Stuffy and Sneezing? Welcome to Allergy Season!

wheat-01Allergies happen when your immune defenses overreact to something in the environment. They decide that that molecule of pollen is a dangerous invader and it needs to be killed. Queue the mucus, swelling and itching.

If your child has the tendency to wheeze, queue the airway spasm as well.

If he or she has sensitive skin, also expect an outbreak of dry itchy patches.

If they keep the mucus, swelling and wheezing for a while, they can develop secondary infections like earaches, sinus and pneumonia.

What triggers allergies?

Kids can be allergic to a multitude of things. They can react seasonally to flowers in the spring, to grasses in the summer and fall, or to wood fires and Christmas trees in the winter. Year round allergens include molds, mildews and dust mites (tiny bugs that live in dust and upholstery and feed on flakes of skin). Many children are allergic to pets, especially to cats and birds. They can react to the pet’s feathers, fur, saliva or skin scale. The poisons in cigarettes are common triggers, as are fumes like perfume and pollution. Some kids react to contact with latex or metals like nickel.

How do we prevent an attack?

We can’t cure allergies – all we can do is try to keep them under control. If possible, avoid the allergen. If your child is allergic to cats, don’t buy him or her a kitten. Never smoke in your house or car.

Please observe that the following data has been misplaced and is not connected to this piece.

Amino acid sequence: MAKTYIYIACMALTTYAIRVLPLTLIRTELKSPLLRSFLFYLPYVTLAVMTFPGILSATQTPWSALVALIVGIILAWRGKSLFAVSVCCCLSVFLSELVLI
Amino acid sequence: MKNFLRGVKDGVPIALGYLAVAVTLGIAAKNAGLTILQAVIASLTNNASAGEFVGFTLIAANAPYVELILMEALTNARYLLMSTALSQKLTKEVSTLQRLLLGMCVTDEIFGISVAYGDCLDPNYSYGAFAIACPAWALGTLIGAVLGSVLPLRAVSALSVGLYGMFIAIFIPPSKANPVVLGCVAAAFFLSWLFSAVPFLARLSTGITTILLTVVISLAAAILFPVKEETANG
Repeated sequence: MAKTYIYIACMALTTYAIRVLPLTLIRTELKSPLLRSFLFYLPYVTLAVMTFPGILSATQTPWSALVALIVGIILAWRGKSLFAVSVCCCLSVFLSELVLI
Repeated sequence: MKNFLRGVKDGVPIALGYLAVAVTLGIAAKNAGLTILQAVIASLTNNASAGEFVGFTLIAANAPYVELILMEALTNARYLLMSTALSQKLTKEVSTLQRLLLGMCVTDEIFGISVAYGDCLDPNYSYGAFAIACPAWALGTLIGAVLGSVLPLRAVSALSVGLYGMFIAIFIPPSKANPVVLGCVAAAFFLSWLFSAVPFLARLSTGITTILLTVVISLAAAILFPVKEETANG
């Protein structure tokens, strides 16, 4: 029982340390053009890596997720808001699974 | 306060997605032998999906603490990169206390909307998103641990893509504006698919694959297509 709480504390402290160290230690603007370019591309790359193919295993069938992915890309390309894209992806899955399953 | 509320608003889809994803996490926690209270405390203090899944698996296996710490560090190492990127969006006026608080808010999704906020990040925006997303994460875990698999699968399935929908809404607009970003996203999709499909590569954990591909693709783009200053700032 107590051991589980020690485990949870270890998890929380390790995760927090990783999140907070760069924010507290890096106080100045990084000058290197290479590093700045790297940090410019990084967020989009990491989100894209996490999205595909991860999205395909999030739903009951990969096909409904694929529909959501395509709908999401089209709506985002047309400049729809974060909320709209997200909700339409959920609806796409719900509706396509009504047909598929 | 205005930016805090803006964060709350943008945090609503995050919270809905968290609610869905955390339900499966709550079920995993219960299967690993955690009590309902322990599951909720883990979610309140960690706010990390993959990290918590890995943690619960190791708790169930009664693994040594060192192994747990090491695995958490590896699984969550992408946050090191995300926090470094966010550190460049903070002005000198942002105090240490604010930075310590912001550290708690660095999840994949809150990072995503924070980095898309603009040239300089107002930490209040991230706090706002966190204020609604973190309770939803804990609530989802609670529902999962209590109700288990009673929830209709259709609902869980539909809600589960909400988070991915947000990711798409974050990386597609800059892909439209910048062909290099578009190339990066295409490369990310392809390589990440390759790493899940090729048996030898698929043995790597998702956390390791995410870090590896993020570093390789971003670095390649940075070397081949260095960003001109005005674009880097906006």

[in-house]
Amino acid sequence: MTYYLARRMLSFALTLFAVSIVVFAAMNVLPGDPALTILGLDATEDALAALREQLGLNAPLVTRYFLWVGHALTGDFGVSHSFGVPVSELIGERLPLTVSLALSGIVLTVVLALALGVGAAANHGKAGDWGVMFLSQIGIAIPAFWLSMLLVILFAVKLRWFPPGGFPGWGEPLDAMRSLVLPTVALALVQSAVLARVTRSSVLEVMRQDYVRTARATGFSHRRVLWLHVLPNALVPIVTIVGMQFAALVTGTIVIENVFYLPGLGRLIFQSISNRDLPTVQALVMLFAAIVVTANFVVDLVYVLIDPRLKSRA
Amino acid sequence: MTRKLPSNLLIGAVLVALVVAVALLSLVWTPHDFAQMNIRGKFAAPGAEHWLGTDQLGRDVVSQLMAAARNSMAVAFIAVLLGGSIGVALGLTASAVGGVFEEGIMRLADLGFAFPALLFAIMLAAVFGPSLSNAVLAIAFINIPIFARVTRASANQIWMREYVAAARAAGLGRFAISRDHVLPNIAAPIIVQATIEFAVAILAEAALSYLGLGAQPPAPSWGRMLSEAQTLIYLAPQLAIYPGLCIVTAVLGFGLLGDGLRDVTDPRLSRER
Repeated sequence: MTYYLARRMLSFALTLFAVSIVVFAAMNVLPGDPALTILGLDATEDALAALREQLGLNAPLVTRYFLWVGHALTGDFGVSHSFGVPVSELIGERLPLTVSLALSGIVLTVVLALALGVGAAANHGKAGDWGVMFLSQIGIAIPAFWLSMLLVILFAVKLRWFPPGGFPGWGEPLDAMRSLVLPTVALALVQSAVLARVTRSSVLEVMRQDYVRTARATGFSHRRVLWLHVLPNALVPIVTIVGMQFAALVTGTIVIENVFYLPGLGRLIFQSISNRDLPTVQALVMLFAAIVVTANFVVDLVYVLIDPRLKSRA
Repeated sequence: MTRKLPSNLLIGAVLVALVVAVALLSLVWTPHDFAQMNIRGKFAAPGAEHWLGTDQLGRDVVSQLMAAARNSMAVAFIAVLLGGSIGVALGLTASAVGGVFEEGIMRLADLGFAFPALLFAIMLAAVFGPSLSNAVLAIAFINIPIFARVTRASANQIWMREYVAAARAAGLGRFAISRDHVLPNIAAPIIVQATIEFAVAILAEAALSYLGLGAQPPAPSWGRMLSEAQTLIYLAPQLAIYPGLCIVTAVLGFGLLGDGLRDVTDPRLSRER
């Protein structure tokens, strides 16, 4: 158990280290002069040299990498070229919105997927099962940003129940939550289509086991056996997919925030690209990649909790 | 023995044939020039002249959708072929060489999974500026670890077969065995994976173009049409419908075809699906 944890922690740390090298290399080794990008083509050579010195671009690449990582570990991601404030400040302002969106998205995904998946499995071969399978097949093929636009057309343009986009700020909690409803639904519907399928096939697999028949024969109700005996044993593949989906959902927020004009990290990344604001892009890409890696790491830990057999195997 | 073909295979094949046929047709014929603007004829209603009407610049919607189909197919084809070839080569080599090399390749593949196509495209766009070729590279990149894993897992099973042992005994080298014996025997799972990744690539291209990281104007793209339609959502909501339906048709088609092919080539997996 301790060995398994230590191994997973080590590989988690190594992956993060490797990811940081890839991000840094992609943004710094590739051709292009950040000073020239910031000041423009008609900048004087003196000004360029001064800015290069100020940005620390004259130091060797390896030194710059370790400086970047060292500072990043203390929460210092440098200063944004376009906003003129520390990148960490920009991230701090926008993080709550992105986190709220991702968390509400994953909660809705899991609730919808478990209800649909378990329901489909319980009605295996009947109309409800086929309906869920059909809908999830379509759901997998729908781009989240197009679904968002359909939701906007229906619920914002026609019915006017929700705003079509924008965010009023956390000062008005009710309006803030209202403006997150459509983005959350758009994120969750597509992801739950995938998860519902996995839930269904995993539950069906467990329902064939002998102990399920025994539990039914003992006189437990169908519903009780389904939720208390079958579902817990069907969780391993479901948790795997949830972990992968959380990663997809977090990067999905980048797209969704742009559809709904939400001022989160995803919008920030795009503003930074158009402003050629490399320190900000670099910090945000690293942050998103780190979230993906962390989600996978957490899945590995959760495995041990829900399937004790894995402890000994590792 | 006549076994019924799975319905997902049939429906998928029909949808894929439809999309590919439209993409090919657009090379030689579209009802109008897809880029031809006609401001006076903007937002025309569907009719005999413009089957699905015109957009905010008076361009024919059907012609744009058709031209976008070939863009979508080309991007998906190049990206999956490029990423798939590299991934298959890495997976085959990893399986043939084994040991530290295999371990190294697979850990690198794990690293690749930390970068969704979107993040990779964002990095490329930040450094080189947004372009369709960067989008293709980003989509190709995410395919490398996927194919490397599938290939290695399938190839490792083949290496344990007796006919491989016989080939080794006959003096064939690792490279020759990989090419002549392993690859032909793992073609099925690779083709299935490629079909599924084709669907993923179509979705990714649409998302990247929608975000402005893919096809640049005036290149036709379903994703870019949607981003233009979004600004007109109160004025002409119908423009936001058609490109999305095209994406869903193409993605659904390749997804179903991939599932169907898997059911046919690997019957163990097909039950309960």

Keep your home, especially your child’s room, free of dust. Unfortunately, this is even harder than it sounds. It means keeping your air conditioner on and buying filters that catch allergens. Cover your child’s mattress and pillow with zip up covers designed to contain dust mites. Don’t use curtains in his or her room, or wash them weekly. Limit stuffed animals to those you can wash in hot water with their bed linens once a week. Vacuum daily (sorry). Dust with a damp cloth.

If your child is allergic to molds, fix any damp areas in your home. Use that bathroom vent – timers work great, and are easy to install. Clear out vegetation close to the house, and discard any dead plant bits.


If avoidance is not enough, your munchkin can take an antihistamine as needed. Try to stick with the newer, non-sedating antihistamines: claritin, zyrtec or allegra and their generics. If an exposure is inevitable (“We have to go to Grandma’s and you know she has that cat!”) you can give them an antihistamine about an hour before. If they are going to be exposed to their allergy trigger every day (springtime pollens?), they can take the antihistamine every day, if you buy the non-sedating type. If their allergies are chronic, a daily nose spray can also help prevent the symptoms.

Allergy testing can help to pinpoint what the allergen is, so you know what to avoid or clean up. Knowledge is power. It does no good to find a new home for the cat if the child is only allergic to mold. Poor kitty.

Last, if avoidance and medicine are not enough, your physician will bring up the subject of allergy shots

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